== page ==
PPAR? signaling mediates the cytotoxicity of DHA in H9c2 cells.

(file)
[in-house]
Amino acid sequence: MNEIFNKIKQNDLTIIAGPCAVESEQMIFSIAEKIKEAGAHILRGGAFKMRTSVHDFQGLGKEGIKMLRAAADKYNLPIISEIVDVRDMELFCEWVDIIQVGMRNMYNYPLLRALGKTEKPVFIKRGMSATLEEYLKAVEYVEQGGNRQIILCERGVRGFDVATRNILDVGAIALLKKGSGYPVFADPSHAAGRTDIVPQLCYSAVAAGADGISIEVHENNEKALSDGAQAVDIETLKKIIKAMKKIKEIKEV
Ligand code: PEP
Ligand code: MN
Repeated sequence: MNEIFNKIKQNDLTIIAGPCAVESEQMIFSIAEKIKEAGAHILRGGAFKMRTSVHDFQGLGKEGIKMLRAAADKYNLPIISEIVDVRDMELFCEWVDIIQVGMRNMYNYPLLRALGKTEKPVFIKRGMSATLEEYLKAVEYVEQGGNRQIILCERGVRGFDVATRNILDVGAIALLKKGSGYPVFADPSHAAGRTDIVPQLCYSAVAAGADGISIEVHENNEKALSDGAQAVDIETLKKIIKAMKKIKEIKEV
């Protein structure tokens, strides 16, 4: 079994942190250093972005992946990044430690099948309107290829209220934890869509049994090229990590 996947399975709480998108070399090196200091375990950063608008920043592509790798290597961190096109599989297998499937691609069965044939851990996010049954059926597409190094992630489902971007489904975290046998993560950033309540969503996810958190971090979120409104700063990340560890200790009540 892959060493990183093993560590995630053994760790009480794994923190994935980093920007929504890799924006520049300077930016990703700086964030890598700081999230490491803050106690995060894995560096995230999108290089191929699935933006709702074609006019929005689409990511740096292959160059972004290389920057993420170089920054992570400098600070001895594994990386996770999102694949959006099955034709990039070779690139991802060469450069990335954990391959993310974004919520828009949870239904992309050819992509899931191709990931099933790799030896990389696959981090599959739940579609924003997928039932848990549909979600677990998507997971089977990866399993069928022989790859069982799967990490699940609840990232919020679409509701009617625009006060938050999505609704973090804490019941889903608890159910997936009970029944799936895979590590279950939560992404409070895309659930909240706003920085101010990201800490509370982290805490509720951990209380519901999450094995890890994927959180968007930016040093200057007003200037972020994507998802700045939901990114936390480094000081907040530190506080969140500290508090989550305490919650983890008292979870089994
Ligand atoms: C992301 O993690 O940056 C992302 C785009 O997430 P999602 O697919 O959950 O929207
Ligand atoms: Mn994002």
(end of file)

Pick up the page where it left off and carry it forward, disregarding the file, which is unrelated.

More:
Docosahexaenoic acid (22:6n3, DHA) is an n-3 polyunsaturated fatty acid (PUFA) known to affect numerous biological functions. While DHA possesses many properties that impact cell survival such as suppressing cell growth and inducing apoptosis, the exact molecular and cellular mechanism(s) remain unknown. Peroxisome proliferator-activated receptors (PPARs) are a family of nuclear receptors that regulate many cell pathways including cell death. As DHA acts as a ligand to PPARs the aim of this study was to examine the involvement of PPAR? in DHA-mediated cytotoxicity toward H9c2 cells. Treatment with DHA (100?M) resulted in a significant decline in cell viability, cellular metabolic activity and total antioxidant capacity coinciding with increased total proteasome activities and activity of released lactate dehydrogenase (LDH). No changes in reactive oxygen species (ROS) production or accumulation of lipid peroxidation products were observed but DHA promoted apoptotic cell death as detected by flow cytometry, increased caspase-3 activity and decreased phosphorylation of Akt. Importantly, DHA enhanced PPAR? DNA binding activity in H9c2 cells strongly signifying that the cytotoxic effect of DHA might be mediated via PPAR? signaling. Co-treatment with the selective PPAR? antagonist GSK 3787(1?M) abolished the cytotoxic effects of DHA in H9c2 cells. Cytotoxic effects of DHA were attenuated by co-treatment with myriocin, a selective inhibitor of serine palmitoyl transferase (SPT), preventing de novo ceramide biosynthesis. LC/MS analysis revealed that treatment with DHA resulted in the accumulation of ceramide, which was blocked by GSK 3787. Interestingly, inhibition of cytochrome P450 (CYP) oxidase with MS-PPOH (50?M) abolished DHA-mediated cytotoxicity suggesting downstream metabolites as the active mediators. We further demonstrate that CYP oxidase metabolites of DHA, methyl epoxydocosapentaenoate (EDP methyl esters, 1?M) (mix 1:1:1:1:1:1; 4,5-, 7,8-, 10,11-, 13,14-, 16,17- and 19,20-EDP methyl esters) and 19,20-EDP cause cytotoxicity via activation of PPAR? signaling leading to increased levels of intracellular ceramide. These results illustrate novel pathways for DHA-induced cytotoxicity that suggest an important role for CYP-derived metabolites, EDPs.